David Butler: When God Doesn’t Intervene, Does It Mean He’s Absent?
David Butler’s love for God is contagious and, in this episode, we discuss God’s love for His children and our love for Him. How does God balance His love as a father with his allowance of our agency? If He truly loves us, why doesn’t He always intervene in times of trouble?
MORGAN JONES: Hi, everyone, we hope you've enjoyed the All In podcast thus far. We promise to keep the good times coming on our end and we wondered if you would be willing to do us a quick favor. If you've enjoyed what you've heard, please rate us or leave a review on iTunes or wherever you choose to listen to your podcast. And if you haven't already, don't forget to subscribe.
God is our loving Heavenly Father. It is the first principle that Latter-day Saint missionaries typically teach. But what does that love look and feel like? That is exactly what we talk about in today's episode with David Butler, the author of the new book Almighty. This is All In. An LDS Living podcast where we ask the question, what does it really mean to be all in the Gospel of Jesus Christ? I'm Morgan Jones, and I can't wait to talk today with one of my favorite gospel teachers, Mr, or maybe I should say brother, David Butler, David.
DAVID BUTLER: Hi!
MJ: How's it going?
DB: How are you going?
MJ: I'm going well!
DB: Okay good. I'm glad.
MJ: Well, I'm so excited to talk with you because I just finished "Almighty", and I loved it.
DB: Thank you, thank you.
MJ: And so, I have a few questions about how this book came to be right off. So first question is, I feel like to write a book, you have to be pretty passionate about a topic? That's why I haven't written a book. I can't find anything I'm passionate enough about.
DB: Get some passions.
MJ: I know, I know.
DB: For heaven's sake.
MJ: It's a personal problem, obviously. But why would you say are you so passionate about this topic of God is our Heavenly Father and someone that loves us?
DB: Oh, man, I could probably say three things. One is I was sitting in sacrament meeting one time, and I noticed that most of the testimonies, usually from the younger ones in there were all starting off with, "I'd like to bear my testimony. I know this church is true." And I thought is that are like leading truth? Like, why does everybody start with that line?
MJ: And if so, what does that even mean?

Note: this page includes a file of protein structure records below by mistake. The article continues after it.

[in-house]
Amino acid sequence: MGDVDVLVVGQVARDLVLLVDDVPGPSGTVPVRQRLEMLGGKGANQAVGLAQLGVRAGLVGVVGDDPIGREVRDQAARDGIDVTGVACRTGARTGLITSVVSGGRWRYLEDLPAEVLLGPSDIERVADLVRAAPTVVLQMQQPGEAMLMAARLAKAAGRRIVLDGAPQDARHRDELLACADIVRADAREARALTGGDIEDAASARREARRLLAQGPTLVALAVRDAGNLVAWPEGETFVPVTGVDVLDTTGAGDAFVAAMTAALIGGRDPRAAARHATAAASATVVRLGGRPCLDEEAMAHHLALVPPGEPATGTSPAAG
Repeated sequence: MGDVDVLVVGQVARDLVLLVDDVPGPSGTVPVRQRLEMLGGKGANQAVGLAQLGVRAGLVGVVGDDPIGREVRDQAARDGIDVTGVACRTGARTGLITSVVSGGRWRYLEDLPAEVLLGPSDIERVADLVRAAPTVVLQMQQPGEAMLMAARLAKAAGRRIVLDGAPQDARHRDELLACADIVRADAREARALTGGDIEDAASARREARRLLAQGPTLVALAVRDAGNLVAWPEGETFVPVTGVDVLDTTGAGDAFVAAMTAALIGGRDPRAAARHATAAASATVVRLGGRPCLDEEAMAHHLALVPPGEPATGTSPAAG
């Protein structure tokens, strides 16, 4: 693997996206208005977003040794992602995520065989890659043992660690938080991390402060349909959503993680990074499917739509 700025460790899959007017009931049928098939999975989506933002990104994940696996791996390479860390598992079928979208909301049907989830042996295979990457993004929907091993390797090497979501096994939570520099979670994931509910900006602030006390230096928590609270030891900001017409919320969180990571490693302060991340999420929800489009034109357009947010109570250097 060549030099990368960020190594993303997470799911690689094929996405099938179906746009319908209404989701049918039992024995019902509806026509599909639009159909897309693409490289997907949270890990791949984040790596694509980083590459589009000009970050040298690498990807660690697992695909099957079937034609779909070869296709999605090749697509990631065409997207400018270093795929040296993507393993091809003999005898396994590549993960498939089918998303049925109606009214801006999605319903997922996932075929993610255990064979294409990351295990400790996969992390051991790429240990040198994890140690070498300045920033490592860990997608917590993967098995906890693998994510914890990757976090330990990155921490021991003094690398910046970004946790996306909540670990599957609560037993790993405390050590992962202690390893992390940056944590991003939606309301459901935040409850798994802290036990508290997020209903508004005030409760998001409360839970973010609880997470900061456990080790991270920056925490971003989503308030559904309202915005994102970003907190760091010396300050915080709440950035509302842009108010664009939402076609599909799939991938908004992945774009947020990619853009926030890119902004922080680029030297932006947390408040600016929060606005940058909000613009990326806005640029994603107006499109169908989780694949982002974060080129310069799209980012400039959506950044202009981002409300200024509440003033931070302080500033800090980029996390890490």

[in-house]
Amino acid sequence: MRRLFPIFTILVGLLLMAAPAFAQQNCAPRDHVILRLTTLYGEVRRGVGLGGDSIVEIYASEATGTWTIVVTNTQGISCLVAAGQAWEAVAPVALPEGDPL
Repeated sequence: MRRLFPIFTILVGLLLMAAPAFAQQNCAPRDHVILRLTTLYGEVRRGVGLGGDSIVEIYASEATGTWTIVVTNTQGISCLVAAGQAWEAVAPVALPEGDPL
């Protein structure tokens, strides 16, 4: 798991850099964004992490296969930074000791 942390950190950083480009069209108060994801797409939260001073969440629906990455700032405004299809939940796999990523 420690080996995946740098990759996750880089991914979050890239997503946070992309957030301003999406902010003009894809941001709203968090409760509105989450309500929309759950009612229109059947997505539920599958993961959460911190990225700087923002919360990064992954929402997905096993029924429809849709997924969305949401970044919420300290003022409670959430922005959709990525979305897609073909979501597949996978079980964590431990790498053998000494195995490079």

DB: Right? Yeah, exactly. And I was just like, what, this is what why everybody this is like, I could even make the rhythm of the, you know, of the testimony. And people would know what I was saying without, you know if I was just I knew you were going to ask I was ready. You know, someone's like, "I'd like to bear my testimony and nuh nuh nuh nuh, like everybody knows exactly what that means. I wonder what it sounds like in other languages. And so that kind of got me thinking. And then I had a couple of conversations after that. One of them was with someone that I'm very close to, and she was really struggling in her faith and she was struggling with church history things. She was struggling with a lot of doubts. And she asked me, "You know, do you think I should start all over? Do you think I should remove my name from the records of the church?" And like, she was just in a really tough spot and I said, "Look as a personal favor to me, don't remove your name from the records of the church. And my other bit of advice is, if you're going to start over, start over with our first foundational truth, and that is with God, like, what do you believe about him? Do you believe he's there? What do you think his characters like? And that is where I want you to start." And when it was kind of after that conversation, and so all those kind of happened around the same time, and, and that's when I thought, I want to like, re-emphasize and focus again on that, like foundational golden truth. Number one, like we believe in God, the Eternal Father, and all the aspects of that right, which we might get into a little bit later, but that he's not God, the eternal being or God, the eternal ruler
MJ: Or totally impersonal, right?
DB: Although he is a ruler and a king and he's sovereign, you know, and he is a being, you know, but I just love that idea that he has both of those at the same time. I'm almighty, eternal, endless, and I am Father.
DB: Both together. So anyway, those are the kind of conversations that got me, I think going on it and then I, you know, that was the springboard I guess.
MJ: Yes. So kind of drawing from that. I have a couple of follow up questions. First question. Can you pinpoint the point in your life where that truth that God is our loving Heavenly Father kind of came alive for you or when you first started to gain your testimony of that principle?
DB: You know, this book I actually-- the hardest part of writing the book for me is deciding who to dedicate it to actually. And this one was easy. I dedicated it to my dad. It was so, I'm not, I know I am, that everyone is not like this. But for me. I was lucky enough to be born into a home where I had a father who, like looked after me like a good father would. And so the way he raised me and loved me, made it really easy for me to believe that God was a father and that he loved me with that kind of tender attention and care. And so, I don't know if they're, I mean, I have I've had experiences where I feel like, Oh, I know that God actually knows me, like Dave Butler, you know, because I feel like that's a hard jump. I was actually just thinking about that this morning. I was like, why is it so easy to believe that God loves everybody else?